Yesterday, Ghostbusters star and Saturday Night Live cast member Leslie Jones was pelted with abuse from racist, sexist and misogynistic tweeters.
The comedian, who’s used to dealing with some level of hate from years of performing stand-up, reached out to Twitter staff for help, asking them to delete the accounts of the worst abusers and showcasing what was being sent to her by retweeting some of the offenders to her 189,000 followers. By the end of the night, around midnight ET, the comedian was defeated and said as much through her account.
Twitter finally responded, saying in a statement to BuzzFeed that “this type of abuse is not permitted on Twitter,” and added that the company was continuing to invest heavily in tools to help curb the abusive behavior some of its user base has become notorious for.
Except for the fact that, and excuse my French here, that’s bullshit.
This isn’t a new problem
Leslie Jones is hardly the first star to be targeted by abusive users on the platform. American Horror Story‘s Emma Roberts deleted her account after people started aggressively tweeting at her, and major figures within other industries have also left the social network after continuous abuse. In each scenario, the people involved and their supporters on Twitter tweeted at the company’s security team (which can be done by tweeting @support) and reported hundreds of accounts that were sending vile messages.
This is far from being the first case of racist, sexist trolls coming out to attack one person.
In a few cases, users were banned. For the most part, however, those sending their desperate pleas to Twitter, asking the company to do something, were met with a response saying, “We were unable to take action on the account given that we could not determine a clear violation of the Twitter rules.” Part of this has to do with Twitter’s archaic system of banning an offending user — a link must be provided to the abusive tweet in question, and considering it can take longer than 24 hours to review a case, there’s a good chance that tweet will be deleted long before the support team gets around to it.
Perhaps even worse, this round of attacks came from some of the same people who have been responsible for dozens of high-profile women within the gaming community being chased off of Twitter or left to deal with ongoing, daily abuse: those most active within the GamerGate community, who have helped champion the failure of the Ghostbusters revamp since it was announced.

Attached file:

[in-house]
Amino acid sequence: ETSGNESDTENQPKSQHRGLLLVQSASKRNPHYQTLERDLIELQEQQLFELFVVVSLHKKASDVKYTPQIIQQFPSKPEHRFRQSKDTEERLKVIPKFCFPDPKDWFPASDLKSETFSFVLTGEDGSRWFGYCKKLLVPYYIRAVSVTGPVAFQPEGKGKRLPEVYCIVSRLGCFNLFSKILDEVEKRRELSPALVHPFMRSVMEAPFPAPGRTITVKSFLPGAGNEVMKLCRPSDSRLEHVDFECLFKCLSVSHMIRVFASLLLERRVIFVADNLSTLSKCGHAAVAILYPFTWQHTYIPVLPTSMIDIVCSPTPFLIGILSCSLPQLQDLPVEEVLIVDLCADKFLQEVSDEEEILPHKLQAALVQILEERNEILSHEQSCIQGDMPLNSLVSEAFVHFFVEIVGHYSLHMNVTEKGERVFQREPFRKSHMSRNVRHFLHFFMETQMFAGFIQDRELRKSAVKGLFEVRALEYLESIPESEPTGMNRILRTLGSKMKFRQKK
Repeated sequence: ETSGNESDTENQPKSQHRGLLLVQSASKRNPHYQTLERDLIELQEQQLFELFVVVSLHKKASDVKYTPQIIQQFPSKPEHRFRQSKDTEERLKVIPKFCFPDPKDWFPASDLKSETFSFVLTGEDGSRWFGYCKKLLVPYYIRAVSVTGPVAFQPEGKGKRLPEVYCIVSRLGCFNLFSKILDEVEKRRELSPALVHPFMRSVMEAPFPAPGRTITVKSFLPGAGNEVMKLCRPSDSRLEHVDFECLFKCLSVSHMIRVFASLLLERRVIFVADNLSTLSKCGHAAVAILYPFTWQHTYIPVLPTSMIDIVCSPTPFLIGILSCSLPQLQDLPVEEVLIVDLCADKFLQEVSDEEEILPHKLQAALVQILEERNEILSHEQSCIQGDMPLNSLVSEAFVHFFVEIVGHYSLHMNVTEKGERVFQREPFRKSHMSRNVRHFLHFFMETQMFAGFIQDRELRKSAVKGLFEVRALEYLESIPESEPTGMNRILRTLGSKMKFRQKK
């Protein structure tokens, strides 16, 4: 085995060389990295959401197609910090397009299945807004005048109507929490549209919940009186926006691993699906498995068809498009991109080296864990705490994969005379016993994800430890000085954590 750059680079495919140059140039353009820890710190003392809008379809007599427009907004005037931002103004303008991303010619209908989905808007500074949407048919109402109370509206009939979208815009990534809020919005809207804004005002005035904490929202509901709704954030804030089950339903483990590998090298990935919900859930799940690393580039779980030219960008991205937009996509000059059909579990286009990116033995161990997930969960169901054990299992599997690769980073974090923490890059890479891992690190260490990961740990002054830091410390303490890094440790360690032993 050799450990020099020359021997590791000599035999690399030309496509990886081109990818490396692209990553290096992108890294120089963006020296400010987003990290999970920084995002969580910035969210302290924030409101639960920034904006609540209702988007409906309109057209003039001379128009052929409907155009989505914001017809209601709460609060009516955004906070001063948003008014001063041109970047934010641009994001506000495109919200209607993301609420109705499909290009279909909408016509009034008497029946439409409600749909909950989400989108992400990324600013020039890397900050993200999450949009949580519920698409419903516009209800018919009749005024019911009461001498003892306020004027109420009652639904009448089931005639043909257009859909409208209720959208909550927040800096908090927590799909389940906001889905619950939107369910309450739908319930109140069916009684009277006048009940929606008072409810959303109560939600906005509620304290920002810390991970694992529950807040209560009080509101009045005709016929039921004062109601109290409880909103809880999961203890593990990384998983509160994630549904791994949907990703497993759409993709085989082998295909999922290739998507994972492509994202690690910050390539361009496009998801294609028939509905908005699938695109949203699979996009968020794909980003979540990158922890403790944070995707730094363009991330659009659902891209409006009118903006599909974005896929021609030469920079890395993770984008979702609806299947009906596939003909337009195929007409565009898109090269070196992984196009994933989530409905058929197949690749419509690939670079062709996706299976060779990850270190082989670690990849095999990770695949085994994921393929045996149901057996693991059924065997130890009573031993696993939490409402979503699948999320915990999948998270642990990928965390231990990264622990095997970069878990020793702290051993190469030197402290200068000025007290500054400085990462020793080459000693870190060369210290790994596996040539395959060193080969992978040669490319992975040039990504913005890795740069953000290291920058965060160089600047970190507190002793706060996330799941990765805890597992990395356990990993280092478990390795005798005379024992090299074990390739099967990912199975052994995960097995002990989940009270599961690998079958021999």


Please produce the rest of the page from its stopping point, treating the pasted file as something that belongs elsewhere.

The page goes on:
The cast of Sony’s new movie has had to deal with misogynistic tweets and threats being sent to them since before they started filming, and although they’ve all spoken out about it — as has writer/director Paul Feig — little has been done to curb the level of abuse they’ve received online for months. Whenever a trailer came out, the comment section would fill with hateful insults and the actual video would be downvoted by a group of people whose core mission was to stop people from seeing the film. The first trailer became one of the most downvoted in history, and while it wasn’t the best trailer of all time, it certainly didn’t meet the criteria to be considered “the worst.”
Yesterday, Breitbart personality and attack dog Milo Yiannopoulos published his review of the film, which was preempted with a Periscope livestream — watched by 20,000 people — that included vicious, vile and derogatory comments about each of the cast members, including Jones. In his official review, called “Teenage Boys with Tits,” Yiannopoulos wrote that Jones’ character was the “worst of the lot” and “spectacularly unappealing, even relative to the rest of the odious cast.”
The rest of his review contains other repulsive comments about the cast’s appearance, and Yiannopoulos’ army of dedicated followers — who also attacked women like Anita Sarkeesian, Brianna Wu and Zoe Quinn — took it upon themselves to launch an attack on Jones, flocking to various forums popular within the GamerGate community to post their thoughts.